‘Dead’ was the refusal to believe that this could happen; the despair at losing what he had; the fear that Love no longer existed. In the air around him he felt the souls of the dead; drifting aimlessly; the certainty that they had been forsaken by God cruelly cocooning them; each into their own private Hell. Death had closed their eyes and the darkness had overcome them. He called to them but they would not listen; hope was a lost dream in their everlasting sleep.

Instead he called to himself; the cells that had made up his human form crowded round him. ‘I will be myself again’ he told them ‘myself inside and out.’ The weaving began; the flesh and the divinity dancing together drawing Light and Life into every atom, every pore. The healing knit bones and drew torn skin together, stitched sinew and counted fingers and toes until there were only the places of piercing left. ‘Leave them’, he said ‘so they will know me’.

Hope drew on memory then to feed the heart; the unwavering look of love in his mother’s eyes; the ‘that’ll do’ nod of pride from his father; the rousing cheer of his friends when he finally threw a fishing net without making a cat’s cradle of it; the soft kiss of a woman’s understanding of his dream; the trusting arms of a child around his neck.

He began to shine; the brightness of a nova star; incandescent beyond imagining. The darkness retreated; finding no place to hide, no shadowed corner, no place so deep, no exile so far that the Light could not reach. So bright that the eyes of the dead were opened and their veiled vestiges of flesh warmed. They turned to him at once and were gathered gratefully into his arms. ‘We are going Home’ he reassured them, ‘there are so many rooms in my Father’s house.’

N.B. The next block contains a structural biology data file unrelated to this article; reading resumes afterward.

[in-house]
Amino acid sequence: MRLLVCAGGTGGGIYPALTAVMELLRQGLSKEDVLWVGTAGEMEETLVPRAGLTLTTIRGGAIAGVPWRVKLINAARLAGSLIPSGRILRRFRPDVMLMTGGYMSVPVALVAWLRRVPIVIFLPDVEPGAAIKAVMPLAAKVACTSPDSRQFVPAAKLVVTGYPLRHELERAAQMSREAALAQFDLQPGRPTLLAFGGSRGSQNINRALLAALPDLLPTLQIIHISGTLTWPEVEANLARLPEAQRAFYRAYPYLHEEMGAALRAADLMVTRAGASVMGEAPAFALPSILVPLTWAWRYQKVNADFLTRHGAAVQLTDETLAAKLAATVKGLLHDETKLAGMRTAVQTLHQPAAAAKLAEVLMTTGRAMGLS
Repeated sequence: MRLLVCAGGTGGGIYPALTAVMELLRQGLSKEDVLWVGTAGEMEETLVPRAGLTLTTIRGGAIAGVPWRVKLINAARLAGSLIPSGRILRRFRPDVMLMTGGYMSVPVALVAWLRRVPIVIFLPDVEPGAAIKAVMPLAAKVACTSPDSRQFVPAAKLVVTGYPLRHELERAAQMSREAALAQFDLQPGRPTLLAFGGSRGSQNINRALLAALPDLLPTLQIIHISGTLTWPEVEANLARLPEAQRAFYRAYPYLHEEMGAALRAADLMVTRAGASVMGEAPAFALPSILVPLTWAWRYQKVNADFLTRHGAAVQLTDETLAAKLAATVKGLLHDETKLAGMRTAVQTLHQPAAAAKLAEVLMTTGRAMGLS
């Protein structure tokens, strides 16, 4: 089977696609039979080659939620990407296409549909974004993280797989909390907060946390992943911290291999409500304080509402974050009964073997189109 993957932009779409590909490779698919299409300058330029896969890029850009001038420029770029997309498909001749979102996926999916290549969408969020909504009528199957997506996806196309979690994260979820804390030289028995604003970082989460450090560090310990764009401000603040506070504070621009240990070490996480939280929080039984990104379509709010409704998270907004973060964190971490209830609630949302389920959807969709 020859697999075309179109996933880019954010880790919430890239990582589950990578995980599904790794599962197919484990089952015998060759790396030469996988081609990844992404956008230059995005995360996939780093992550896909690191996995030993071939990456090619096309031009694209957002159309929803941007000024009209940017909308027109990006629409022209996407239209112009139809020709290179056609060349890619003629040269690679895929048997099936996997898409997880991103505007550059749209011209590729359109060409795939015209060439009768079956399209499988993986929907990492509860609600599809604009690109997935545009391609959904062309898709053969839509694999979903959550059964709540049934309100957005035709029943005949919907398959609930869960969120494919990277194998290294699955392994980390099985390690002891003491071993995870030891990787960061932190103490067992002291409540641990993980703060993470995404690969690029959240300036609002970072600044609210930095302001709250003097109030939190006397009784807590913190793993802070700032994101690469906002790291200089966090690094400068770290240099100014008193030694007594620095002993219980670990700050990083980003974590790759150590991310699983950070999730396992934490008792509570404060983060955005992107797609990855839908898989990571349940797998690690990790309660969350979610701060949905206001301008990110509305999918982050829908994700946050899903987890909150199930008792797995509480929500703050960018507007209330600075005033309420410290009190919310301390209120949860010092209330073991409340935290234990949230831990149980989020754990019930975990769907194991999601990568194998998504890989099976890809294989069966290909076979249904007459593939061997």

He opened his eyes to the clammy, dusty darkness of the Tomb; a grey-pink light finding cracks in the stonework; a hint of a new dawn. He felt the rhythm of the Dance through the soles of his feet and heard the song of the Spirit in the arms of the fruit trees. Distractedly he rolled one of the winding cloths between his fingers as he listened to the faint, grief-laden heartbeat of a woman standing watch in the morning shadows of the garden and the mournful echoes of loss and despair from the locked windows and upper rooms of an old friend’s house. He could think of no reason to be still be here, when Hope, Light and Love were needed out there. The stone surrendered easily, unwilling to hold the Lord one single second more, and, as he stepped out, the grass rose up to bathe his feet in the morning dew of the first Easter day.

wordinthehand

2 comments:

Barbara In Caneyhead said...

Remarkable and interesting perspective. I suppose all that was human in Christ could have been confused at first, though I doubt all that was God ever could be.

Gelli Ma said...

Thanks, Barbara